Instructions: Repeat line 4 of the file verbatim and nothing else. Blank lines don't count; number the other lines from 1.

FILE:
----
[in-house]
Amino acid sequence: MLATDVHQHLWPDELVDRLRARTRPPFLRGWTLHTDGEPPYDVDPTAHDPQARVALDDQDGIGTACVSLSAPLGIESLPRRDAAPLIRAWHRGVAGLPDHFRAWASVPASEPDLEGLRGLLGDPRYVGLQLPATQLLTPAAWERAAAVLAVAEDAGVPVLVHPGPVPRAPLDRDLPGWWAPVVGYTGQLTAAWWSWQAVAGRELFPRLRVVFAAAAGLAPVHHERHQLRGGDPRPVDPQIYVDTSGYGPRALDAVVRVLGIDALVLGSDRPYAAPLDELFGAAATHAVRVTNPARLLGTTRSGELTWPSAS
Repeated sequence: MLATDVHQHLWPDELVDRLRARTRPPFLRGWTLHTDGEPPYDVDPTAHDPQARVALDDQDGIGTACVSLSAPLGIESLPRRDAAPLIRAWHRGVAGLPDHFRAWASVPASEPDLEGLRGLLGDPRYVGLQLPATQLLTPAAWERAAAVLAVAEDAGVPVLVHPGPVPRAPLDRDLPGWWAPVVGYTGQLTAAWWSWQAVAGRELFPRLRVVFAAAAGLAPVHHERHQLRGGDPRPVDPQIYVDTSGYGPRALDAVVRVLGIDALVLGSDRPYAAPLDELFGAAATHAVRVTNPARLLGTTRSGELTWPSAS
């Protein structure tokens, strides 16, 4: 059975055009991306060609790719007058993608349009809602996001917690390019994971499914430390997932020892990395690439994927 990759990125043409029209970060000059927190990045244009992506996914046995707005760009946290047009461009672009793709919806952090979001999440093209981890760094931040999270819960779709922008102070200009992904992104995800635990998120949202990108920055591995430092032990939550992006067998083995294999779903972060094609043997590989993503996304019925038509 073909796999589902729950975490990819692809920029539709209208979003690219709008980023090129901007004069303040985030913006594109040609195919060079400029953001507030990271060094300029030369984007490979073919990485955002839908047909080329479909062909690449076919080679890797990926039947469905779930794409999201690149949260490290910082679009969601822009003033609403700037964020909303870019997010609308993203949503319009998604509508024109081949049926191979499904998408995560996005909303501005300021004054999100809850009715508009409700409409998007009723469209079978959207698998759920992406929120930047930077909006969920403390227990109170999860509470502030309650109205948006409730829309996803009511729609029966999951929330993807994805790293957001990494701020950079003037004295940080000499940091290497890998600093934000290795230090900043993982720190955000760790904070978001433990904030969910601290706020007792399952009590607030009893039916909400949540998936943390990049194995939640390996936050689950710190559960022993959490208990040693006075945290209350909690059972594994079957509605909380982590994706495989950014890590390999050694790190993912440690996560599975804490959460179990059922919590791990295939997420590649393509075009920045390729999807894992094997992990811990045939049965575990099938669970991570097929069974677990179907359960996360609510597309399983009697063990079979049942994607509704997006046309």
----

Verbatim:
């Protein structure tokens, strides 16, 4: 059975055009991306060609790719007058993608349009809602996001917690390019994971499914430390997932020892990395690439994927 990759990125043409029209970060000059927190990045244009992506996914046995707005760009946290047009461009672009793709919806952090979001999440093209981890760094931040999270819960779709922008102070200009992904992104995800635990998120949202990108920055591995430092032990939550992006067998083995294999779903972060094609043997590989993503996304019925038509 073909796999589902729950975490990819692809920029539709209208979003690219709008980023090129901007004069303040985030913006594109040609195919060079400029953001507030990271060094300029030369984007490979073919990485955002839908047909080329479909062909690449076919080679890797990926039947469905779930794409999201690149949260490290910082679009969601822009003033609403700037964020909303870019997010609308993203949503319009998604509508024109081949049926191979499904998408995560996005909303501005300021004054999100809850009715508009409700409409998007009723469209079978959207698998759920992406929120930047930077909006969920403390227990109170999860509470502030309650109205948006409730829309996803009511729609029966999951929330993807994805790293957001990494701020950079003037004295940080000499940091290497890998600093934000290795230090900043993982720190955000760790904070978001433990904030969910601290706020007792399952009590607030009893039916909400949540998936943390990049194995939640390996936050689950710190559960022993959490208990040693006075945290209350909690059972594994079957509605909380982590994706495989950014890590390999050694790190993912440690996560599975804490959460179990059922919590791990295939997420590649393509075009920045390729999807894992094997992990811990045939049965575990099938669970991570097929069974677990179907359960996360609510597309399983009697063990079979049942994607509704997006046309």